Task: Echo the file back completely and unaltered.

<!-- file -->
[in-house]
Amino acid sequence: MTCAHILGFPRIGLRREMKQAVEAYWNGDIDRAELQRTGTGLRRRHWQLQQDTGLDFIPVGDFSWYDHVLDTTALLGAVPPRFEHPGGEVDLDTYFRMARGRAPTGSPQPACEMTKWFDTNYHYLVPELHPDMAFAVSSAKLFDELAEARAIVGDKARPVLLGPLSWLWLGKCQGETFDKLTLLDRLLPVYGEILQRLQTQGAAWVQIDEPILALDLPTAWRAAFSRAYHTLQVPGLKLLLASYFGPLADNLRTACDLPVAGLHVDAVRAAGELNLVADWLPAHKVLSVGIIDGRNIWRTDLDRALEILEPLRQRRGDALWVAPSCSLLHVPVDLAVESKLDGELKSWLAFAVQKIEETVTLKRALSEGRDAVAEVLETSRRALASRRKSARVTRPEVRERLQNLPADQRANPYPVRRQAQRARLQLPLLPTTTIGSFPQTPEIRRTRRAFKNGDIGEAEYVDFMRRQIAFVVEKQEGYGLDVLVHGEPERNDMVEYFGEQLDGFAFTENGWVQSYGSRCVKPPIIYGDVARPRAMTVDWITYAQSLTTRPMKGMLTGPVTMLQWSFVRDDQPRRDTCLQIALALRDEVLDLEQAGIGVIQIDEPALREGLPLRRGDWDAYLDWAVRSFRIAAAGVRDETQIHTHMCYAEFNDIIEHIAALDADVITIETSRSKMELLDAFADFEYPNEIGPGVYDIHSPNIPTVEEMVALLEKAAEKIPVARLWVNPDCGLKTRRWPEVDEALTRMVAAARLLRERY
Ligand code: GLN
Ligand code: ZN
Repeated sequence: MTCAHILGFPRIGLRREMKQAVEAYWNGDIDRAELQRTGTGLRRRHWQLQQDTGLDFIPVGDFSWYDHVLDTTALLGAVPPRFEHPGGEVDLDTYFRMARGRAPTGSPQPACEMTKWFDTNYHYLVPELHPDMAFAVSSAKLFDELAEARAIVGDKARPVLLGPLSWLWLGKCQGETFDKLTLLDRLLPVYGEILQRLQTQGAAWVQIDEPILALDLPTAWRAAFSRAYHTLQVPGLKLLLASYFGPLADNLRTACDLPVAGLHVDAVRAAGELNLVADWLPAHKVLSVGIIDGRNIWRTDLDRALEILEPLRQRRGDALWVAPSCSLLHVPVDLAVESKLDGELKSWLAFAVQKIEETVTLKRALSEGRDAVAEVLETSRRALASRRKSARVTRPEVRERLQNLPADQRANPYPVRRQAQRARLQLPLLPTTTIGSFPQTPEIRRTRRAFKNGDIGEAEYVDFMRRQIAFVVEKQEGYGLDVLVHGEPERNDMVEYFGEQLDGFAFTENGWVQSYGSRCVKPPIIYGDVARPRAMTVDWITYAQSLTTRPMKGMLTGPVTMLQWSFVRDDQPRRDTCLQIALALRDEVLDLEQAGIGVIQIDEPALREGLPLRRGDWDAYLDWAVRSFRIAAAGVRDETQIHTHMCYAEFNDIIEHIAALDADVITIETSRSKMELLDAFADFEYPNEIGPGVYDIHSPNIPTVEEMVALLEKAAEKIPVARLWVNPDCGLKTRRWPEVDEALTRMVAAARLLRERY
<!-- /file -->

[in-house]
Amino acid sequence: MTCAHILGFPRIGLRREMKQAVEAYWNGDIDRAELQRTGTGLRRRHWQLQQDTGLDFIPVGDFSWYDHVLDTTALLGAVPPRFEHPGGEVDLDTYFRMARGRAPTGSPQPACEMTKWFDTNYHYLVPELHPDMAFAVSSAKLFDELAEARAIVGDKARPVLLGPLSWLWLGKCQGETFDKLTLLDRLLPVYGEILQRLQTQGAAWVQIDEPILALDLPTAWRAAFSRAYHTLQVPGLKLLLASYFGPLADNLRTACDLPVAGLHVDAVRAAGELNLVADWLPAHKVLSVGIIDGRNIWRTDLDRALEILEPLRQRRGDALWVAPSCSLLHVPVDLAVESKLDGELKSWLAFAVQKIEETVTLKRALSEGRDAVAEVLETSRRALASRRKSARVTRPEVRERLQNLPADQRANPYPVRRQAQRARLQLPLLPTTTIGSFPQTPEIRRTRRAFKNGDIGEAEYVDFMRRQIAFVVEKQEGYGLDVLVHGEPERNDMVEYFGEQLDGFAFTENGWVQSYGSRCVKPPIIYGDVARPRAMTVDWITYAQSLTTRPMKGMLTGPVTMLQWSFVRDDQPRRDTCLQIALALRDEVLDLEQAGIGVIQIDEPALREGLPLRRGDWDAYLDWAVRSFRIAAAGVRDETQIHTHMCYAEFNDIIEHIAALDADVITIETSRSKMELLDAFADFEYPNEIGPGVYDIHSPNIPTVEEMVALLEKAAEKIPVARLWVNPDCGLKTRRWPEVDEALTRMVAAARLLRERY
Ligand code: GLN
Ligand code: ZN
Repeated sequence: MTCAHILGFPRIGLRREMKQAVEAYWNGDIDRAELQRTGTGLRRRHWQLQQDTGLDFIPVGDFSWYDHVLDTTALLGAVPPRFEHPGGEVDLDTYFRMARGRAPTGSPQPACEMTKWFDTNYHYLVPELHPDMAFAVSSAKLFDELAEARAIVGDKARPVLLGPLSWLWLGKCQGETFDKLTLLDRLLPVYGEILQRLQTQGAAWVQIDEPILALDLPTAWRAAFSRAYHTLQVPGLKLLLASYFGPLADNLRTACDLPVAGLHVDAVRAAGELNLVADWLPAHKVLSVGIIDGRNIWRTDLDRALEILEPLRQRRGDALWVAPSCSLLHVPVDLAVESKLDGELKSWLAFAVQKIEETVTLKRALSEGRDAVAEVLETSRRALASRRKSARVTRPEVRERLQNLPADQRANPYPVRRQAQRARLQLPLLPTTTIGSFPQTPEIRRTRRAFKNGDIGEAEYVDFMRRQIAFVVEKQEGYGLDVLVHGEPERNDMVEYFGEQLDGFAFTENGWVQSYGSRCVKPPIIYGDVARPRAMTVDWITYAQSLTTRPMKGMLTGPVTMLQWSFVRDDQPRRDTCLQIALALRDEVLDLEQAGIGVIQIDEPALREGLPLRRGDWDAYLDWAVRSFRIAAAGVRDETQIHTHMCYAEFNDIIEHIAALDADVITIETSRSKMELLDAFADFEYPNEIGPGVYDIHSPNIPTVEEMVALLEKAAEKIPVARLWVNPDCGLKTRRWPEVDEALTRMVAAARLLRERY